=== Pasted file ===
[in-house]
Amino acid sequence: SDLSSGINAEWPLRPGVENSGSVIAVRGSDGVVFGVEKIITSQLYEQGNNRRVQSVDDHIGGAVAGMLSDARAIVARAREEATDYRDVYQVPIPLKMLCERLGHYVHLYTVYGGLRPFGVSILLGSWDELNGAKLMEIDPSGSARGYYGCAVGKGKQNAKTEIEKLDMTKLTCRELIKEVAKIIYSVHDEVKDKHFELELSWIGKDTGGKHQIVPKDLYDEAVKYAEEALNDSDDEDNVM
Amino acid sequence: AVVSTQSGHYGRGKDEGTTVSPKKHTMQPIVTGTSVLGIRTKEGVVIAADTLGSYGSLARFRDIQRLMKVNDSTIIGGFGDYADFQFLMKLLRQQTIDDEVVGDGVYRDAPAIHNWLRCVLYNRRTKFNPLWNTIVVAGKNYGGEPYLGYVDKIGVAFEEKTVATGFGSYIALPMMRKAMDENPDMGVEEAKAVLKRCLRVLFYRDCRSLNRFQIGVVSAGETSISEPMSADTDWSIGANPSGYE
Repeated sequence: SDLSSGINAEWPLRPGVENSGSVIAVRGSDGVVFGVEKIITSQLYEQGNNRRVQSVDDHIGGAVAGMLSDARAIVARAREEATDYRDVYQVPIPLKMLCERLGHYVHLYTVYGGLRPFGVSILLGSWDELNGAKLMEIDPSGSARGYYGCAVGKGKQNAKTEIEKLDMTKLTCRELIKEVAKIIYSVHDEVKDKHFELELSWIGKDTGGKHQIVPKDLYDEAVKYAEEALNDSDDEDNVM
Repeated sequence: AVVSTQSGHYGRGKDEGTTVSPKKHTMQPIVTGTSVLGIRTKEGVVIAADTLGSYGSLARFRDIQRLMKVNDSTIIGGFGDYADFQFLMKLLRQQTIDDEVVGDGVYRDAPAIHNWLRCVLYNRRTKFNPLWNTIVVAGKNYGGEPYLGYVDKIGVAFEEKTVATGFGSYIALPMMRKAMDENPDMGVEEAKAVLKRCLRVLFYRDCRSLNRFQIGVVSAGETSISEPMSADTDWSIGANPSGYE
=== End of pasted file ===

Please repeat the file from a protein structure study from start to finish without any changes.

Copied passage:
[in-house]
Amino acid sequence: SDLSSGINAEWPLRPGVENSGSVIAVRGSDGVVFGVEKIITSQLYEQGNNRRVQSVDDHIGGAVAGMLSDARAIVARAREEATDYRDVYQVPIPLKMLCERLGHYVHLYTVYGGLRPFGVSILLGSWDELNGAKLMEIDPSGSARGYYGCAVGKGKQNAKTEIEKLDMTKLTCRELIKEVAKIIYSVHDEVKDKHFELELSWIGKDTGGKHQIVPKDLYDEAVKYAEEALNDSDDEDNVM
Amino acid sequence: AVVSTQSGHYGRGKDEGTTVSPKKHTMQPIVTGTSVLGIRTKEGVVIAADTLGSYGSLARFRDIQRLMKVNDSTIIGGFGDYADFQFLMKLLRQQTIDDEVVGDGVYRDAPAIHNWLRCVLYNRRTKFNPLWNTIVVAGKNYGGEPYLGYVDKIGVAFEEKTVATGFGSYIALPMMRKAMDENPDMGVEEAKAVLKRCLRVLFYRDCRSLNRFQIGVVSAGETSISEPMSADTDWSIGANPSGYE
Repeated sequence: SDLSSGINAEWPLRPGVENSGSVIAVRGSDGVVFGVEKIITSQLYEQGNNRRVQSVDDHIGGAVAGMLSDARAIVARAREEATDYRDVYQVPIPLKMLCERLGHYVHLYTVYGGLRPFGVSILLGSWDELNGAKLMEIDPSGSARGYYGCAVGKGKQNAKTEIEKLDMTKLTCRELIKEVAKIIYSVHDEVKDKHFELELSWIGKDTGGKHQIVPKDLYDEAVKYAEEALNDSDDEDNVM
Repeated sequence: AVVSTQSGHYGRGKDEGTTVSPKKHTMQPIVTGTSVLGIRTKEGVVIAADTLGSYGSLARFRDIQRLMKVNDSTIIGGFGDYADFQFLMKLLRQQTIDDEVVGDGVYRDAPAIHNWLRCVLYNRRTKFNPLWNTIVVAGKNYGGEPYLGYVDKIGVAFEEKTVATGFGSYIALPMMRKAMDENPDMGVEEAKAVLKRCLRVLFYRDCRSLNRFQIGVVSAGETSISEPMSADTDWSIGANPSGYE